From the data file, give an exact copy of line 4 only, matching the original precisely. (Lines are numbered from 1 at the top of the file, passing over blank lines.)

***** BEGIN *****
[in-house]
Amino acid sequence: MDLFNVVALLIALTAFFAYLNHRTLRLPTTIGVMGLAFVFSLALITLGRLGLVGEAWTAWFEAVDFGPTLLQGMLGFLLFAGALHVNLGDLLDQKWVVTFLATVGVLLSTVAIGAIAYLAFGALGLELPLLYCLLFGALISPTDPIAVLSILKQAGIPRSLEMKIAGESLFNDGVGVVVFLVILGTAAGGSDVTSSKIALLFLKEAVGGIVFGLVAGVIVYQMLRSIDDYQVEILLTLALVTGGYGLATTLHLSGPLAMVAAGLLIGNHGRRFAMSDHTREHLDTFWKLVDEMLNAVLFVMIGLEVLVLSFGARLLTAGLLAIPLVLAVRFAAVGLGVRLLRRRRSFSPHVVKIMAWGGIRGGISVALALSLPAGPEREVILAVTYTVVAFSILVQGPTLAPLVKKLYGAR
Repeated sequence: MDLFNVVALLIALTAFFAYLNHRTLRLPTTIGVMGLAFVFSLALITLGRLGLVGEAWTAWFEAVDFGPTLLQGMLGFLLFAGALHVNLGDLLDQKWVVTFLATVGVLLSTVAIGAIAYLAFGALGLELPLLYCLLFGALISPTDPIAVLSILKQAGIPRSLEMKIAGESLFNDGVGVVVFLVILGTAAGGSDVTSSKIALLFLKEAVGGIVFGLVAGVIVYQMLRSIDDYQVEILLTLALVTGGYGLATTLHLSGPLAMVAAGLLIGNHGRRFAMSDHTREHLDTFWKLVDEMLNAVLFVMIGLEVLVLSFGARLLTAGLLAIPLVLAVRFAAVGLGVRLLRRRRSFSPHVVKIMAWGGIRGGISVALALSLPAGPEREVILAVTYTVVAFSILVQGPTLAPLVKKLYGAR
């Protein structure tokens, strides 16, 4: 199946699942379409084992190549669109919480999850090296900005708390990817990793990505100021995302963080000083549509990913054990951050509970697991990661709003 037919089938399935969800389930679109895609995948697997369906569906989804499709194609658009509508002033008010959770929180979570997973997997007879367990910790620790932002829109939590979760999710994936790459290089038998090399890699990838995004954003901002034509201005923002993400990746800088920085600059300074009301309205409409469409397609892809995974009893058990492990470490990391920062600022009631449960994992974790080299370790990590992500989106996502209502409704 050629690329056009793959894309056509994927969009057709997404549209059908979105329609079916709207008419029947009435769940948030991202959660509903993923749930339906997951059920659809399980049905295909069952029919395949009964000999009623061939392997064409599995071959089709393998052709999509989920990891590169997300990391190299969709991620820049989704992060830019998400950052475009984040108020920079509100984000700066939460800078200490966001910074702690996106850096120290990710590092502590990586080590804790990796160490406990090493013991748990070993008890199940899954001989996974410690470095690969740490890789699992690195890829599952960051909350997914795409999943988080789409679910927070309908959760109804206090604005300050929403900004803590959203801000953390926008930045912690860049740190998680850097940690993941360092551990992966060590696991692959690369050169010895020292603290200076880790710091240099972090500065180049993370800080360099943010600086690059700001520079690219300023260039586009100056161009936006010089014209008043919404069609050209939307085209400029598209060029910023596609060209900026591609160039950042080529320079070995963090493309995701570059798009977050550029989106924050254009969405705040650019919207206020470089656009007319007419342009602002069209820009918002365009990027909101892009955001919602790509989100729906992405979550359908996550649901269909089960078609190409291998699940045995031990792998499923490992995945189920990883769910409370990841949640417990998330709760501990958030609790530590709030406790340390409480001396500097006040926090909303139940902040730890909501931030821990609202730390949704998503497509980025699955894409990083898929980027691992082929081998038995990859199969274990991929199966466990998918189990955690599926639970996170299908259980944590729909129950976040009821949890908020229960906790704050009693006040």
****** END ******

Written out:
């Protein structure tokens, strides 16, 4: 199946699942379409084992190549669109919480999850090296900005708390990817990793990505100021995302963080000083549509990913054990951050509970697991990661709003 037919089938399935969800389930679109895609995948697997369906569906989804499709194609658009509508002033008010959770929180979570997973997997007879367990910790620790932002829109939590979760999710994936790459290089038998090399890699990838995004954003901002034509201005923002993400990746800088920085600059300074009301309205409409469409397609892809995974009893058990492990470490990391920062600022009631449960994992974790080299370790990590992500989106996502209502409704 050629690329056009793959894309056509994927969009057709997404549209059908979105329609079916709207008419029947009435769940948030991202959660509903993923749930339906997951059920659809399980049905295909069952029919395949009964000999009623061939392997064409599995071959089709393998052709999509989920990891590169997300990391190299969709991620820049989704992060830019998400950052475009984040108020920079509100984000700066939460800078200490966001910074702690996106850096120290990710590092502590990586080590804790990796160490406990090493013991748990070993008890199940899954001989996974410690470095690969740490890789699992690195890829599952960051909350997914795409999943988080789409679910927070309908959760109804206090604005300050929403900004803590959203801000953390926008930045912690860049740190998680850097940690993941360092551990992966060590696991692959690369050169010895020292603290200076880790710091240099972090500065180049993370800080360099943010600086690059700001520079690219300023260039586009100056161009936006010089014209008043919404069609050209939307085209400029598209060029910023596609060209900026591609160039950042080529320079070995963090493309995701570059798009977050550029989106924050254009969405705040650019919207206020470089656009007319007419342009602002069209820009918002365009990027909101892009955001919602790509989100729906992405979550359908996550649901269909089960078609190409291998699940045995031990792998499923490992995945189920990883769910409370990841949640417990998330709760501990958030609790530590709030406790340390409480001396500097006040926090909303139940902040730890909501931030821990609202730390949704998503497509980025699955894409990083898929980027691992082929081998038995990859199969274990991929199966466990998918189990955690599926639970996170299908259980944590729909129950976040009821949890908020229960906790704050009693006040």